This dish is inspired by a post from another blog, the one that belongs to the fabulous Jillian Harris. I have seen her beet rolls recipe quite awhile ago and was reminded of it recently when browsing the stalls of the local farmers’ market.
Served with a side of tomato-cucumber-avocado salad
I used the actual beets for borscht and was left with all those gorgeous leaves that I could not make myself throw away. Some of them got shredded and added to borscht and the rest became beet rolls. This recipe seems a bit odd at first as you are wrapping yeast dough into beet leaves and baking it, but the result is simply delicious! Creamy mushroom sauce adds another level of flavour to this tasty dish and it is great as leftovers as well. I will definitely be adding it to my regular meal rotation.
I have been using quite a bit of kale in my dishes recently, mainly due to the fact that I put it in my morning smoothies and then must figure out what to do with the rest of the leaves.
For some reason, grocery stores don’t sell just a little bit of kale but a huge bunch of it and I have no room in my fridge or freezer to store it (same story with dill, although space for dill is easier to find. WHY are those herb bunches so big???). I have also promised my husband to keep the freezer only 2/3 filled, which is proving to be quite difficult. He claims that the freezer is so full, there is no room for ice cream, should he want to buy some (it could also be a ploy on my end in order to keep his waist slim and trim). Continue reading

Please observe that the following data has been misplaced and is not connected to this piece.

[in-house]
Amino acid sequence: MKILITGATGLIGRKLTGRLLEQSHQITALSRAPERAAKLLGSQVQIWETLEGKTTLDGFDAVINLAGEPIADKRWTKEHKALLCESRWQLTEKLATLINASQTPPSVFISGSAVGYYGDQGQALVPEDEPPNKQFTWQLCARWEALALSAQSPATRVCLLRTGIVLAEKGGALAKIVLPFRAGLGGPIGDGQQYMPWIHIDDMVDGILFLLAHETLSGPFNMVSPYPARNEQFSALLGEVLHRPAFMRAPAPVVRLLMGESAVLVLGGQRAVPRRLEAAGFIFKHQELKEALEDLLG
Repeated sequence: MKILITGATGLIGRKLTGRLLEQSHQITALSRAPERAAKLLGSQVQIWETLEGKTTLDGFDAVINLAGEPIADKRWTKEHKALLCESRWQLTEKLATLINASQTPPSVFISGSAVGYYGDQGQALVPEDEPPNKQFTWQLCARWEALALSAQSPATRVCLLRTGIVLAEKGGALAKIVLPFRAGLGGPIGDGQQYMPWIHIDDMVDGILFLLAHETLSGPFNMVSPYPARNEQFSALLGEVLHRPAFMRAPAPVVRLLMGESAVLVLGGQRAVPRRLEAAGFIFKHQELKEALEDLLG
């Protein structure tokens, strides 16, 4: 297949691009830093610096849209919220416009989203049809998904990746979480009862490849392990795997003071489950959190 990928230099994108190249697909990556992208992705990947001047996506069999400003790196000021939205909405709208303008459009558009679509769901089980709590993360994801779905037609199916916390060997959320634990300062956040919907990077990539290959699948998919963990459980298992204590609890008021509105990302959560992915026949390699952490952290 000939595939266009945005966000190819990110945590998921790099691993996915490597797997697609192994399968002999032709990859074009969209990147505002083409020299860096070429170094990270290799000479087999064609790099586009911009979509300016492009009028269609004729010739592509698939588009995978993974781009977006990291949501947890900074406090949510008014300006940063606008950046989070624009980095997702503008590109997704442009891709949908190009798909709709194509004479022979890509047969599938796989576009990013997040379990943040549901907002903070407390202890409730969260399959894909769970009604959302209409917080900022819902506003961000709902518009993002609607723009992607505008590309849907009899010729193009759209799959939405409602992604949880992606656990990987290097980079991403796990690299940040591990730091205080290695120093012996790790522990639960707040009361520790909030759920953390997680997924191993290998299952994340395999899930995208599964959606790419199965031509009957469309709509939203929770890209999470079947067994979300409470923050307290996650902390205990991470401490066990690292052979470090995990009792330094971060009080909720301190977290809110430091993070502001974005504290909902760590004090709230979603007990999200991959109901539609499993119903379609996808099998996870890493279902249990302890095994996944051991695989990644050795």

Have you got some potatoes, leeks and kale kicking around? How about making some soup?
When I was growing up, I hated soups. My mom always made me eat them, as she is a firm believer that warm liquid keeps guts healthy. Maybe she is right, but I don’t mind eating soups any longer. I love them, specially when prepared by her. During my early cooking days I was quite intimidated by soups and thought that making them was a form of fine art. And then I discovered cream soups and everything got less scary. Somehow, pureeing the soup hides any imperfections, makes it look sophisticated AND even kid-friendly (all the lovely vegetables are hidden from the vegetable-wary eaters). Continue reading